losing session data</em>. This provides a very short code-save-view cycle that no other
framework can touch.</p><h2 id="Principles-Scalability">Scalability</h2><p>When
building large scale systems it is important to consider
  how your resources are going to be used on each deployed server, and how that information
is going to be shared between servers. Static structure means that page instances do not need
to be stored inside the HttpSession and simple browsing users do not require extra system
resources. This lean use of the HttpSession is key to Tapestry's very high scalability, especially
in a clustered configuration. Again, linking an instance of a page to a particular client
would require vastly more server-side resources than having a single shared page instance.</p><h1
id="Principles-Principle2&#8211;AdaptiveAPI">Principle 2 &#8211; Adaptive API</h1><p>A
key feature of Tapestry 5 is its adaptive API.</p><p>In traditional Java frameworks
(including Struts, <a shape="rect" href="tapestry-for-jsf-users.html">JSF</a>
and even the now-ancient Tapestry 4) user code is expected to conform to the framework. You
create classes that extend from framework-provided base classes, or implement framework-provid
 ed interfaces.</p><p>This works well until you upgrade to the next release of
the framework: with the new features of the upgrade, you will more often than not experience
breaks in backwards compatibility. Interfaces or base classes will have changed and your existing
code will need to be changed to match.</p><p>In Tapestry 5, the framework adapts
to your code. You have control over the names of the methods, the parameters they take, and
the value that is returned. This is driven by annotations, which tell Tapestry under what
circumstances your methods are to be invoked.</p><p>For example, you may have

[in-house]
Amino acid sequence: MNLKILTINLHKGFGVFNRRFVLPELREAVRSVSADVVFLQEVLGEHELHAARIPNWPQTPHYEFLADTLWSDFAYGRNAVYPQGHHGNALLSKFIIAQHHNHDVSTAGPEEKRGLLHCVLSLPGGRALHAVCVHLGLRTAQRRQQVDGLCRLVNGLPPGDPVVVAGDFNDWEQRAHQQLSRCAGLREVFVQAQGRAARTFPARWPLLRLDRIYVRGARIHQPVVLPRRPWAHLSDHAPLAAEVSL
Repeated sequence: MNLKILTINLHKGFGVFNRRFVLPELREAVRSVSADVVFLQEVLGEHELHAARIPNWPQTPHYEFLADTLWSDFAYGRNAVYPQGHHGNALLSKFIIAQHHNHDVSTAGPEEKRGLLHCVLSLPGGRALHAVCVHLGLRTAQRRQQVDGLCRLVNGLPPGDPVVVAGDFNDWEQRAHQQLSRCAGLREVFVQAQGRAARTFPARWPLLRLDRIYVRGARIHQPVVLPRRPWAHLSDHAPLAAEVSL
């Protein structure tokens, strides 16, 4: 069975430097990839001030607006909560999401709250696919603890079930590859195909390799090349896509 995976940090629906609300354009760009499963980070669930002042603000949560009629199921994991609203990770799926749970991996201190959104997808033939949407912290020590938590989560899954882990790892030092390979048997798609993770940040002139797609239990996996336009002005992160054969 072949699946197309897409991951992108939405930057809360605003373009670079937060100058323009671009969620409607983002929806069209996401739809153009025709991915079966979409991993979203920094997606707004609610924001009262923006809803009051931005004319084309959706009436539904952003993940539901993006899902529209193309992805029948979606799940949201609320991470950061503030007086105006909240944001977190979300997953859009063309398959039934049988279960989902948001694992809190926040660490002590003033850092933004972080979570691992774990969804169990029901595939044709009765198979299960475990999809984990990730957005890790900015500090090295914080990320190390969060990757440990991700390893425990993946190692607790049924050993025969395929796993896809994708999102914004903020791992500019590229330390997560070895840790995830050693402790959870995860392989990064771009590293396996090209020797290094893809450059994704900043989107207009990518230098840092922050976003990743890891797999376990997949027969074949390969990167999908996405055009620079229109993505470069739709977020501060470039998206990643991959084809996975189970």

a login form and have a method that gets invoked when the form is submitted:</p><div
class="code panel pdl" style="border-width: 1px;"><div class="codeContent panelContent
pdl">
+<script class="theme: Default; brush: java; gutter: false" type="syntaxhighlighter"><![CDATA[public
class Login
 {
   @Persist
   @Property
@@ -177,130 +144,13 @@ public class Login
   }
 }
 ]]></script>
-</div></div>
-
-<p>This short snippet demonstrates a bit about how Tapestry operates. Pages and services
within the application are injected with the @<a shape="rect" class="external-link" href="http://tapestry.apache.org/current/apidocs/org/apache/tapestry5/ioc/annotations/Inject.html">Inject</a>
annotation. The method names, <code>onValidateFromForm()</code> and <code>onSuccessFromForm()</code>,
inform Tapestry about when each method is to be invoked. This naming convention identifies
the event that is handled, ("validate" and "success") and the id of the component from which
the event is triggered (the "form" component</p><p></p><p></p><p></p><p></p><p></p><p>&lt;style
type='text/css'&gt;
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-var footnoteMarkerHighlight = function(id) {
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= 'none';
-  oldFootnoteId = '';
-  despamEffect('FootnoteMarker'+id,'Pulsate',3)
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-
-<sup id="FootnoteMarker1">
-    <a shape="rect" class="FootnoteMarker" name="FootnoteMarker1" href="#Footnote1" onclick="footnoteHighlight(&quot;1&quot;,true);"
alt="Footnote: Click here to display the footnote" title="Footnote: Click here to display
the footnote">
-            1
-    </a>
-</sup>
-</p><p></p><p></p><p></p><p></p><p></p>).<p></p>
-
-<p>The "validate" event is triggered to perform cross-field validations, and the "success"
event is only triggered when there are no validation errors. The <code>onSuccessFromForm()</code>
method's return value directs Tapestry on what to do next: jump to another page within the
application (here identified as the class for the page, but many other options exist). When
there are exceptions, the page will be redisplayed to the user.</p>
-